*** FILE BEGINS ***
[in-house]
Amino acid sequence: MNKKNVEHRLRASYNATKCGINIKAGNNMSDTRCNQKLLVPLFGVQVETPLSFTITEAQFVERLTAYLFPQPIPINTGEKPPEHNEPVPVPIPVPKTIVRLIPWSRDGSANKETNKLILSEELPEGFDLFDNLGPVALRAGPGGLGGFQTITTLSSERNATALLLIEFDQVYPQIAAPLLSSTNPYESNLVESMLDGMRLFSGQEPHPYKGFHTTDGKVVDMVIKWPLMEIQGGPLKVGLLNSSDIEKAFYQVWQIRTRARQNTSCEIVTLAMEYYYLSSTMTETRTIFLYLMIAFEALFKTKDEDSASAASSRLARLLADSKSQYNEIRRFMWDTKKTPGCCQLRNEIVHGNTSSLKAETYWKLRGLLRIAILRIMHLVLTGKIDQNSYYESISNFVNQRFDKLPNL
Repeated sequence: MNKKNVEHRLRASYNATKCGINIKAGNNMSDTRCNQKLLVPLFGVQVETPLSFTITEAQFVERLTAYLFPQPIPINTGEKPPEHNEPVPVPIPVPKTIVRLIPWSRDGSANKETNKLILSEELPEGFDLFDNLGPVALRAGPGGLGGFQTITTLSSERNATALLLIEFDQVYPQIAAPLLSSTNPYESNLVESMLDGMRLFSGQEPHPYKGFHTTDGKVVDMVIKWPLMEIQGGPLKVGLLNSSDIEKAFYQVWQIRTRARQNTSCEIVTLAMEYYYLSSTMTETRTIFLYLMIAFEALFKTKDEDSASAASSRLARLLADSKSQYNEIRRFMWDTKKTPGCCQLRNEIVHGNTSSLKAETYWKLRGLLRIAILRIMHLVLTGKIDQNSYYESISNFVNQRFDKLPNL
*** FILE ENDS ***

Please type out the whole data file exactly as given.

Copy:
[in-house]
Amino acid sequence: MNKKNVEHRLRASYNATKCGINIKAGNNMSDTRCNQKLLVPLFGVQVETPLSFTITEAQFVERLTAYLFPQPIPINTGEKPPEHNEPVPVPIPVPKTIVRLIPWSRDGSANKETNKLILSEELPEGFDLFDNLGPVALRAGPGGLGGFQTITTLSSERNATALLLIEFDQVYPQIAAPLLSSTNPYESNLVESMLDGMRLFSGQEPHPYKGFHTTDGKVVDMVIKWPLMEIQGGPLKVGLLNSSDIEKAFYQVWQIRTRARQNTSCEIVTLAMEYYYLSSTMTETRTIFLYLMIAFEALFKTKDEDSASAASSRLARLLADSKSQYNEIRRFMWDTKKTPGCCQLRNEIVHGNTSSLKAETYWKLRGLLRIAILRIMHLVLTGKIDQNSYYESISNFVNQRFDKLPNL
Repeated sequence: MNKKNVEHRLRASYNATKCGINIKAGNNMSDTRCNQKLLVPLFGVQVETPLSFTITEAQFVERLTAYLFPQPIPINTGEKPPEHNEPVPVPIPVPKTIVRLIPWSRDGSANKETNKLILSEELPEGFDLFDNLGPVALRAGPGGLGGFQTITTLSSERNATALLLIEFDQVYPQIAAPLLSSTNPYESNLVESMLDGMRLFSGQEPHPYKGFHTTDGKVVDMVIKWPLMEIQGGPLKVGLLNSSDIEKAFYQVWQIRTRARQNTSCEIVTLAMEYYYLSSTMTETRTIFLYLMIAFEALFKTKDEDSASAASSRLARLLADSKSQYNEIRRFMWDTKKTPGCCQLRNEIVHGNTSSLKAETYWKLRGLLRIAILRIMHLVLTGKIDQNSYYESISNFVNQRFDKLPNL